Reservoir simulation studies for coupled CO₂ sequestration and enhanced oil recovery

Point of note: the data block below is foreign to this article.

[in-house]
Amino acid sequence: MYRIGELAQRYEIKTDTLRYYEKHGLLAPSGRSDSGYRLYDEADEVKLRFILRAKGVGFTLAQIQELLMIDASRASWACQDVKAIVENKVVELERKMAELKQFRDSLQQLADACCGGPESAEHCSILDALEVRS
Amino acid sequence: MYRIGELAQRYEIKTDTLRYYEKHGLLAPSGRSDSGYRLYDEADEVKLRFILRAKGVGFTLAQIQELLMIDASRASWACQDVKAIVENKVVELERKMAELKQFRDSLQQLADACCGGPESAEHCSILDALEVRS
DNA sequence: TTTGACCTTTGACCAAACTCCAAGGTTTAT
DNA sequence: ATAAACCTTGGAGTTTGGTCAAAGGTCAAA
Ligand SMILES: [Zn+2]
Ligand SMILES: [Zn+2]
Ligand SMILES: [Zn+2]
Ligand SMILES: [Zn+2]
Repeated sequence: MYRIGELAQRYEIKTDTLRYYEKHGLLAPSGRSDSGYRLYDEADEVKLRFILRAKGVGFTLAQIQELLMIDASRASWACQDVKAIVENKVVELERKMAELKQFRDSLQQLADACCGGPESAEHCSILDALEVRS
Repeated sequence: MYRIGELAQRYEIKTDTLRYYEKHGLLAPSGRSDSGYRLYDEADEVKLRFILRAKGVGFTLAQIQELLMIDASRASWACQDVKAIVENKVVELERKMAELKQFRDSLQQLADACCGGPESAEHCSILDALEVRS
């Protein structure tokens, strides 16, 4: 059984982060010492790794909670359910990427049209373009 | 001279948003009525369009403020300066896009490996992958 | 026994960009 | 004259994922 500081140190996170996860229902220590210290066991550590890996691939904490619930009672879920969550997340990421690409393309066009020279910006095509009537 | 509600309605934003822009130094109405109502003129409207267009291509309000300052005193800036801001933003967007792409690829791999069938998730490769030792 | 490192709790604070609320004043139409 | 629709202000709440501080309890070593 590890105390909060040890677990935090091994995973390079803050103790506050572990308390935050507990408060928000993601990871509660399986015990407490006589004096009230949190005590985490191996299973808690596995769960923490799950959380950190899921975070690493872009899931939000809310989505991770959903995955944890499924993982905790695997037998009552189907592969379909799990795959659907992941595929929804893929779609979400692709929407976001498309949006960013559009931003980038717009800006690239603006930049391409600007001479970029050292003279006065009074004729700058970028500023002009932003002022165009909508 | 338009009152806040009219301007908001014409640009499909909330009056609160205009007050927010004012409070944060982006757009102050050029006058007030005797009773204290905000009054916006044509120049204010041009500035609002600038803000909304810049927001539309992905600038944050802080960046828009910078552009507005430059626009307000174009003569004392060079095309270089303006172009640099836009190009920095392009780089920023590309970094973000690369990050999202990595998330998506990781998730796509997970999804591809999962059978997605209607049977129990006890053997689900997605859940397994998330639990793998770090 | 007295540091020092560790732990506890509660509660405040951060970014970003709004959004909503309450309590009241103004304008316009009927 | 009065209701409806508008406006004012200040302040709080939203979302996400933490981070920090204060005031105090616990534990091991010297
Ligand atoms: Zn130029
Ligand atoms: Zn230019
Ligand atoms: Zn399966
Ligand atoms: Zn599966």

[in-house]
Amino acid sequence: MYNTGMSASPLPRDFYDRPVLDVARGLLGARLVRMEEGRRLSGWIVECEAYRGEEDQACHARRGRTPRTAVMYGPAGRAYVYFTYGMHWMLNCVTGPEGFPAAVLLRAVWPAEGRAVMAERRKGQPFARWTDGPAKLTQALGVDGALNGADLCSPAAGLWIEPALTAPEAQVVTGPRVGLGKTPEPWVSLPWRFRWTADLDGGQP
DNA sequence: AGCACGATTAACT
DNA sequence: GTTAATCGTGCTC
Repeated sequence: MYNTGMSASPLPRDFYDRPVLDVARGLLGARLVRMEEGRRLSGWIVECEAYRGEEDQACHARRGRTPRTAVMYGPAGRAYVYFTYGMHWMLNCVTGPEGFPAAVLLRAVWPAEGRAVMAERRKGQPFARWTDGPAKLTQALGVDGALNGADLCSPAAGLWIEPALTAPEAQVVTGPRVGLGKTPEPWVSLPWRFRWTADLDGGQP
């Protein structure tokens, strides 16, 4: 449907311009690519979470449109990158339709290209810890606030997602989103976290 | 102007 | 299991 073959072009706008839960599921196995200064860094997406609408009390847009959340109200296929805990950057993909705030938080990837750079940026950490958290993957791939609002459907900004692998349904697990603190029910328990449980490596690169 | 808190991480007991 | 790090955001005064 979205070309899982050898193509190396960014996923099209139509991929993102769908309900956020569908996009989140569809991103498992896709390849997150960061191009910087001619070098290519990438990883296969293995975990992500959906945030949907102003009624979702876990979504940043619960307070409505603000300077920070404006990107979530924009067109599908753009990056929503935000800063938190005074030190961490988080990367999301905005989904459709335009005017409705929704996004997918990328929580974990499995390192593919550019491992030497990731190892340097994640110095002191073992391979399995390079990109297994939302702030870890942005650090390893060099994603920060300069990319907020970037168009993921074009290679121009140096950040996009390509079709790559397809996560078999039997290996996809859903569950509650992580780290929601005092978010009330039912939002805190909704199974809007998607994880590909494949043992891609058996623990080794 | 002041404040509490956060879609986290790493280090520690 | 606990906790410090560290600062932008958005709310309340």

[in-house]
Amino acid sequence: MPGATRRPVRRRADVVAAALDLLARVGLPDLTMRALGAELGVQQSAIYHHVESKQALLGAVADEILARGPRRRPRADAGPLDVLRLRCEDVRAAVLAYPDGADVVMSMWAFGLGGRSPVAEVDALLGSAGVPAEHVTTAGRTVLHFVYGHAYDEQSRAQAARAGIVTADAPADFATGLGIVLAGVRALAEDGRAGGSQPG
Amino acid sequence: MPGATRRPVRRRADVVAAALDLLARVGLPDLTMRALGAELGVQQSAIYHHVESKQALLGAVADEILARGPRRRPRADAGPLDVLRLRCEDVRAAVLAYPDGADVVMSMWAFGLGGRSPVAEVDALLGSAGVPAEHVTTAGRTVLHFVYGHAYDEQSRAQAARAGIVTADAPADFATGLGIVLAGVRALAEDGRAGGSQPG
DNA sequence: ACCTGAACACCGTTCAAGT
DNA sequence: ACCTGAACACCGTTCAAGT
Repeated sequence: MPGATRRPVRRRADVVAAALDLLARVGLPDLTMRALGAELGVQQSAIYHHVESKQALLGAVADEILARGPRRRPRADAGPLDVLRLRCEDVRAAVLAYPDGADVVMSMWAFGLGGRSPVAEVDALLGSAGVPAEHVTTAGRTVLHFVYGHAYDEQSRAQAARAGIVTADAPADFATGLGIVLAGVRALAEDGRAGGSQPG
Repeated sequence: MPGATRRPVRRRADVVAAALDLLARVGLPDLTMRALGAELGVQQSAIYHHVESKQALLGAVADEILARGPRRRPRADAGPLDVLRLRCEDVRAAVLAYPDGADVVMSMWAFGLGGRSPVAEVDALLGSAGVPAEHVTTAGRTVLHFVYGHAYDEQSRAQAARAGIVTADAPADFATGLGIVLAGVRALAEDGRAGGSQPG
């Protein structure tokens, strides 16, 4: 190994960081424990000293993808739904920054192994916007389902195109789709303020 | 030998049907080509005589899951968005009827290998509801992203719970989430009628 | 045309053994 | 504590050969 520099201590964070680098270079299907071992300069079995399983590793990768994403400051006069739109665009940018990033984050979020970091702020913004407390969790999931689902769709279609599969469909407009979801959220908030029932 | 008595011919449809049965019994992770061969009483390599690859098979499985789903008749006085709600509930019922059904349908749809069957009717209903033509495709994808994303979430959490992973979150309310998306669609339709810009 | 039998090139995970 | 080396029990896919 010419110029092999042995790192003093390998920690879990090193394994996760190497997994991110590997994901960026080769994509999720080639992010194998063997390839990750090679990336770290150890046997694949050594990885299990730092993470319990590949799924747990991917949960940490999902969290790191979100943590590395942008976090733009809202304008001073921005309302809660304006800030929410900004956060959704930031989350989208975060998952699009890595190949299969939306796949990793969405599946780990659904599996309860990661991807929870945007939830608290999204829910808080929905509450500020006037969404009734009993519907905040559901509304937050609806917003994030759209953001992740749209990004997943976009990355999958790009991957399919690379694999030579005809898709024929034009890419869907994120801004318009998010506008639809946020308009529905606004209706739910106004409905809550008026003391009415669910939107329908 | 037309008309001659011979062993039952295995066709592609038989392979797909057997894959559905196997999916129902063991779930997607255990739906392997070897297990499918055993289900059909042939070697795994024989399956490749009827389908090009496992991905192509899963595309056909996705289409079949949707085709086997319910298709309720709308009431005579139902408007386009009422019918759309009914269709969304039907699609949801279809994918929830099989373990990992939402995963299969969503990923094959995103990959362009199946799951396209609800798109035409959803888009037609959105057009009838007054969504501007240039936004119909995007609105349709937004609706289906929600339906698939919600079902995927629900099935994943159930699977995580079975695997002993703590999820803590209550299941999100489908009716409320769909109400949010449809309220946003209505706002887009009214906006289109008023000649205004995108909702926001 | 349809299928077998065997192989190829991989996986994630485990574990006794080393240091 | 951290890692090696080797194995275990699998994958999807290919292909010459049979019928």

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Compositional reservoir simulation studies were performed to investigate the effect of uncertain reservoir parameters, flood design variables, and economic factors on coupled CO₂ sequestration and EOR projects. Typical sandstone and carbonate reservoir properties were used to build generic reservoir models. A large number of simulations were needed to quantify the impact of all these factors and their corresponding uncertainties taking into account various combinations of the factors. The design of experiment method along with response surface methodology and Monte-Carlo simulations were utilized to maximize the information gained from each uncertainty analysis. The two objective functions were project profit in the form of $/bbl of oil produced and sequestered amount of CO₂ in the reservoir. The optimized values for all objective functions predicted by design of experiment and the response surface method were found to be close to the values obtained by the simulation study, but with only a small fraction of the computational time. After the statistical analysis of the simulation results, the most to least influential factors for maximizing both profit and amount of stored CO₂ are the produced gas oil ratio constraint, production and injection well types, and well spacing. For WAG injection scenarios, the Dykstra-Parsons coefficient and combinations of WAG ratio and slug size are important parameters. Also for a CO₂ flood, no significant reduction of profit occurred when only the storage of CO₂ was maximized. In terms of the economic parameters, it was demonstrated that the oil price dominates the CO₂ EOR and storage. This study showed that sandstone reservoirs have higher probability of need for CO₂i ncentives. In addition, higher CO₂ credit is needed for WAG injection scenarios than continuous CO₂ injection. As the second part of this study, scaling groups for miscible CO₂ flooding in a three-dimensional oil reservoir were derived using inspectional analysis with special emphasis on the equations related to phase behavior. Some of these scaling groups were used to develop a new MMP correlation. This correlation was compared with published correlations using a wide range of reservoir fluids and found to give more accurate predictions of the MMP.